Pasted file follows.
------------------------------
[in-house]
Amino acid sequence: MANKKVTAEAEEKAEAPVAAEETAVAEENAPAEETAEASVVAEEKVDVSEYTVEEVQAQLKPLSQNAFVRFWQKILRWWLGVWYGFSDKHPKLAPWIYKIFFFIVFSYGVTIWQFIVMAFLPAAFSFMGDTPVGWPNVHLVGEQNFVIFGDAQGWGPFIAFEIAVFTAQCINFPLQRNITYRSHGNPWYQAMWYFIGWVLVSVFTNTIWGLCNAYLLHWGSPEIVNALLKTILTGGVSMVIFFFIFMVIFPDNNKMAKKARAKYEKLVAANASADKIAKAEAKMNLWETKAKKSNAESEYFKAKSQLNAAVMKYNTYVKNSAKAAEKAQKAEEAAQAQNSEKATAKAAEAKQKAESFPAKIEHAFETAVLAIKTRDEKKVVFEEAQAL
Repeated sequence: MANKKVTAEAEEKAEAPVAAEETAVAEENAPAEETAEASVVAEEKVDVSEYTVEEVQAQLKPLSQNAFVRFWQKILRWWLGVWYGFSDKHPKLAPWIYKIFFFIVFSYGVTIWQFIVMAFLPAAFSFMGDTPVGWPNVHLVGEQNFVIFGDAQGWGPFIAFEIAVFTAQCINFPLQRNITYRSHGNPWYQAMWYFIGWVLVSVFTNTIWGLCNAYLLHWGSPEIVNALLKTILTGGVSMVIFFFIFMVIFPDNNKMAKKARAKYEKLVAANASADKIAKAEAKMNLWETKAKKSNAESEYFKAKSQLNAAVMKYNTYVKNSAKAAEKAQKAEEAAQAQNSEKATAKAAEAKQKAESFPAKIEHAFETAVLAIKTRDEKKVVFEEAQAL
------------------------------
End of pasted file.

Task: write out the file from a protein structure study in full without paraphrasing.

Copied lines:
[in-house]
Amino acid sequence: MANKKVTAEAEEKAEAPVAAEETAVAEENAPAEETAEASVVAEEKVDVSEYTVEEVQAQLKPLSQNAFVRFWQKILRWWLGVWYGFSDKHPKLAPWIYKIFFFIVFSYGVTIWQFIVMAFLPAAFSFMGDTPVGWPNVHLVGEQNFVIFGDAQGWGPFIAFEIAVFTAQCINFPLQRNITYRSHGNPWYQAMWYFIGWVLVSVFTNTIWGLCNAYLLHWGSPEIVNALLKTILTGGVSMVIFFFIFMVIFPDNNKMAKKARAKYEKLVAANASADKIAKAEAKMNLWETKAKKSNAESEYFKAKSQLNAAVMKYNTYVKNSAKAAEKAQKAEEAAQAQNSEKATAKAAEAKQKAESFPAKIEHAFETAVLAIKTRDEKKVVFEEAQAL
Repeated sequence: MANKKVTAEAEEKAEAPVAAEETAVAEENAPAEETAEASVVAEEKVDVSEYTVEEVQAQLKPLSQNAFVRFWQKILRWWLGVWYGFSDKHPKLAPWIYKIFFFIVFSYGVTIWQFIVMAFLPAAFSFMGDTPVGWPNVHLVGEQNFVIFGDAQGWGPFIAFEIAVFTAQCINFPLQRNITYRSHGNPWYQAMWYFIGWVLVSVFTNTIWGLCNAYLLHWGSPEIVNALLKTILTGGVSMVIFFFIFMVIFPDNNKMAKKARAKYEKLVAANASADKIAKAEAKMNLWETKAKKSNAESEYFKAKSQLNAAVMKYNTYVKNSAKAAEKAQKAEEAAQAQNSEKATAKAAEAKQKAESFPAKIEHAFETAVLAIKTRDEKKVVFEEAQAL